Lean is hard and (generally) good for you

I see so much crap being written for and against Lean Startups that I thought it was worth setting my simple thoughts down on what lean means to me.  Concepts to be valid need to be used with some form of rigor and consistency.  I am not attempting to rewrite Eric Ries but rather to give a layman’s view of lean as an applicable set of principles.



In the real world, most companies do too much development and spend too much money too early (usually to hit some pre-defined plan that is nothing more than a fantasy and / or is not where they need to go to succeed) and find themselves with an impossible task of raising money at uprounds around Series B.  So founders get screwed and everyone ends up with a bad taste in their mouth.  That’s fundamentally why early stage capital efficiency should matter to you, and why you should at least understand lean concepts.

Lean is a hard and disciplined method

Lean forces you to get customer feedback early and continuously.   It pushes founders and engineers outside of their zone of comfort, and outside of the building.  It is not an intellectually lazy copout to an absence of strategy, quite the contrary.  It essentially forces you to be very intimate with your customer.

Lean posits ignorance, but that should not be confused with an absence of strategy

Lean says: I have a set of hypotheses and assumptions (that’s code name for a well defined strategy) but rather than assume I know I am right, I will test my insights against market feedback early and continuously.  I will pursue my vision with vigor, but be data informed throughout that process.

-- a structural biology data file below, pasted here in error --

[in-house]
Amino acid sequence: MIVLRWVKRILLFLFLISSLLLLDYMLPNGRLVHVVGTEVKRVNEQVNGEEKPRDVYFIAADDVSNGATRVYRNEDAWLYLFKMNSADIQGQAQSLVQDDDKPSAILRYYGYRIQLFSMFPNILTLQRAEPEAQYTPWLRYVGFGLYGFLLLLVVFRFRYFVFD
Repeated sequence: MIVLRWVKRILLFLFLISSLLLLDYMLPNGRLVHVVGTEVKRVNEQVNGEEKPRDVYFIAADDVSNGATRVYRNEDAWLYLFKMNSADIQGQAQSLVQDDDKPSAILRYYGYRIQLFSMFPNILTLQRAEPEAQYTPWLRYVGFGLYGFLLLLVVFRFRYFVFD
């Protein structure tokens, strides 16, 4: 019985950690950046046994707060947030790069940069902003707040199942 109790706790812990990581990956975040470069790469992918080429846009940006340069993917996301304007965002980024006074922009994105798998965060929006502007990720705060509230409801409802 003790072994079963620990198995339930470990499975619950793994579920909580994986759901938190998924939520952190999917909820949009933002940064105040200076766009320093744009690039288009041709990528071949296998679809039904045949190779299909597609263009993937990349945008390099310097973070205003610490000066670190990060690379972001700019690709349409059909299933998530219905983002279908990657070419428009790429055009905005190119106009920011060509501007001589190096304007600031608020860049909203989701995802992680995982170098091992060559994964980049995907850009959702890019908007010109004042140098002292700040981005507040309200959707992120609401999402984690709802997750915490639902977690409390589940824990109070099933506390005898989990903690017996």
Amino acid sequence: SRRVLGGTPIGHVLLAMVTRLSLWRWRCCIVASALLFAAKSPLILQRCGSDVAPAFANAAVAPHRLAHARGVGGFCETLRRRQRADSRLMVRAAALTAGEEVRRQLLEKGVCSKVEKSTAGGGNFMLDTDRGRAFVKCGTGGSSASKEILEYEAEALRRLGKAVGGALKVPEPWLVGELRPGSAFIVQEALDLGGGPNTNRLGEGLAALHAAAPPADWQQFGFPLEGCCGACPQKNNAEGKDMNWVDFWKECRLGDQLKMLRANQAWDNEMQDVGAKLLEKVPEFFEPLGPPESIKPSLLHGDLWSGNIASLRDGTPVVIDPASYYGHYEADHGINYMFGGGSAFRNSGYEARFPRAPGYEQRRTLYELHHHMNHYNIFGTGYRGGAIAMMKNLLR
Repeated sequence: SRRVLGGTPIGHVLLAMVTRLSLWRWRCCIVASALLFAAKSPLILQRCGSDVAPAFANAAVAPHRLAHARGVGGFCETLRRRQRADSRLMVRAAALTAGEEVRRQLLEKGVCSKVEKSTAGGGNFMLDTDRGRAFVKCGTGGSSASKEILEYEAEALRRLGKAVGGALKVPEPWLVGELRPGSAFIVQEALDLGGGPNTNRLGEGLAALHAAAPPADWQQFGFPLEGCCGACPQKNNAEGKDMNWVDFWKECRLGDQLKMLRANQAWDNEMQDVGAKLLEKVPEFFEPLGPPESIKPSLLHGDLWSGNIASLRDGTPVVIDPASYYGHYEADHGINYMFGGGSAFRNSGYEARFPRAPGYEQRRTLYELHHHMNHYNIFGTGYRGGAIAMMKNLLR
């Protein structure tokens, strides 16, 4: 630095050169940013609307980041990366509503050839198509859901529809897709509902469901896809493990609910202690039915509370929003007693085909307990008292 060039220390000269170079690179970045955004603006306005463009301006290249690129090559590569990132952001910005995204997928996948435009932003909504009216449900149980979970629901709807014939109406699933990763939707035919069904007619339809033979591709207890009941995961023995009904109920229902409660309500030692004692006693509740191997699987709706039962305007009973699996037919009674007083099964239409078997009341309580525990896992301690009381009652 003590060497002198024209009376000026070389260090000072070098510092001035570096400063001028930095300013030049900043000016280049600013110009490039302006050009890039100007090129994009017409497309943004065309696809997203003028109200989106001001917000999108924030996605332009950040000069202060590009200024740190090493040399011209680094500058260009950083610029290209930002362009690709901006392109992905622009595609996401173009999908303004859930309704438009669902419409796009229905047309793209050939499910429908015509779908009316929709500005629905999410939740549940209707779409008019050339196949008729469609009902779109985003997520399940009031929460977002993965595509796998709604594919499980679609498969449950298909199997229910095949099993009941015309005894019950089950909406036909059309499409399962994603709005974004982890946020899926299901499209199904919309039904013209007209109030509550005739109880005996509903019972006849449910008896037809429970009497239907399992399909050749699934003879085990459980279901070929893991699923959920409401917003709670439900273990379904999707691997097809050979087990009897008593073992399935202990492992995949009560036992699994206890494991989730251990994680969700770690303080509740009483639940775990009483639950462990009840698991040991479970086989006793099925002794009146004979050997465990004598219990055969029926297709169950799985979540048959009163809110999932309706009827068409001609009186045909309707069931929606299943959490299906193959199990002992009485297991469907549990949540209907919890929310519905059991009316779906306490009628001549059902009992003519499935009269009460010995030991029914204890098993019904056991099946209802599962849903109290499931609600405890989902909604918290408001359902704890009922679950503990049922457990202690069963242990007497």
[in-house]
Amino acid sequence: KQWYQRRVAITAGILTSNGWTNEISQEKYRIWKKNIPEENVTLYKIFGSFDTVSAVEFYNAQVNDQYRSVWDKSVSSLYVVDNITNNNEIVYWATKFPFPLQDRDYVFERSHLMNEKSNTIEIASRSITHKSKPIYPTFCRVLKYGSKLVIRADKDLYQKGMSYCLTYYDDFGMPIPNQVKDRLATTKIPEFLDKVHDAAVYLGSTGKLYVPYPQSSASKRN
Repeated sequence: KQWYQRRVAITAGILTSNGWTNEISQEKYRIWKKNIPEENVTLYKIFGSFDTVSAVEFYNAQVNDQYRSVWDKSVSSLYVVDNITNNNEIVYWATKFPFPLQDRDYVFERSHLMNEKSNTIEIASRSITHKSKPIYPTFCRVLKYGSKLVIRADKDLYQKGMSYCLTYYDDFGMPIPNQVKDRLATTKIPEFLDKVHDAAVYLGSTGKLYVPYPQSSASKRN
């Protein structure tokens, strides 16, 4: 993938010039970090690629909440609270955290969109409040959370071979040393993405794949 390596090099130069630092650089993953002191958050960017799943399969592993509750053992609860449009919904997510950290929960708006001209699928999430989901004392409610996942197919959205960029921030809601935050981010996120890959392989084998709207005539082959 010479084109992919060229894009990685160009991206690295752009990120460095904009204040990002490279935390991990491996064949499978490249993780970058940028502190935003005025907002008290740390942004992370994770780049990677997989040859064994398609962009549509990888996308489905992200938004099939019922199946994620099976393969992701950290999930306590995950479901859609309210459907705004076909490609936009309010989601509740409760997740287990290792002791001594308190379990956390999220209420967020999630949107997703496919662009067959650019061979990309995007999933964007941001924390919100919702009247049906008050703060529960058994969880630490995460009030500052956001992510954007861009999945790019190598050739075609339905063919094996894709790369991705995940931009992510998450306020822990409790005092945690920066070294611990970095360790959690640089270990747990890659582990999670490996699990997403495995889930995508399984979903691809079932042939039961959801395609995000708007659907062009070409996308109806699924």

A Pivot is a well thought-out shift in strategy

When you dump your model because it did not work (say Odeo / Twitter) thats not called a pivot. that’s a “fail & restart” with the same team.  Pivots is defined as a shift in one important aspect of your business (say go to market or pricing model) based on market feedback and validated learning.

Don’t confuse pivot and iteration

Lean by nature treat most business processes as fast iteration experiments.  These are not pivots.  Or maybe they’re nano-pivots :-)

Lean Startups are fundamentally designed to be capital efficient (and hence angel friendly)

With such a strong focus on doing more with less and a strong framework for getting your team and your investors to be aligned around how you build your company, Lean can be though of as the best toolbox for the capital efficient generation.

Lean Startups make me comfortable as an investor

Rather than try to convince me that you know exactly what your business model is out of the gate, we’re entering into a partnership where we go out to market REALLY fast and usually monetize early.  You’re admitting to me what part of the business is unproven and I am welcoming that, rather than locking you into some kind of trajectory that only exists in our collective mind.  And you’re not going to scale your spend and resources until we have really strong evidence we’ve cracked some kind of code.  I love it, and so should you !

Lean Startups can/should/do scale and go big

There is a notion out there that Lean is only good for ramen entrepreneurs with a sad excuse for a business model and small problem companies.  I disagree with that.  You can raise $50M and keep operating as a lean company, meaning evidence based, aware of market needs, and driven by fast iteration processes.  As I have argued before, knowing when to scale is generally hard.  Most VC’s and entrepreneurs are schizophrenic about capital for that reason.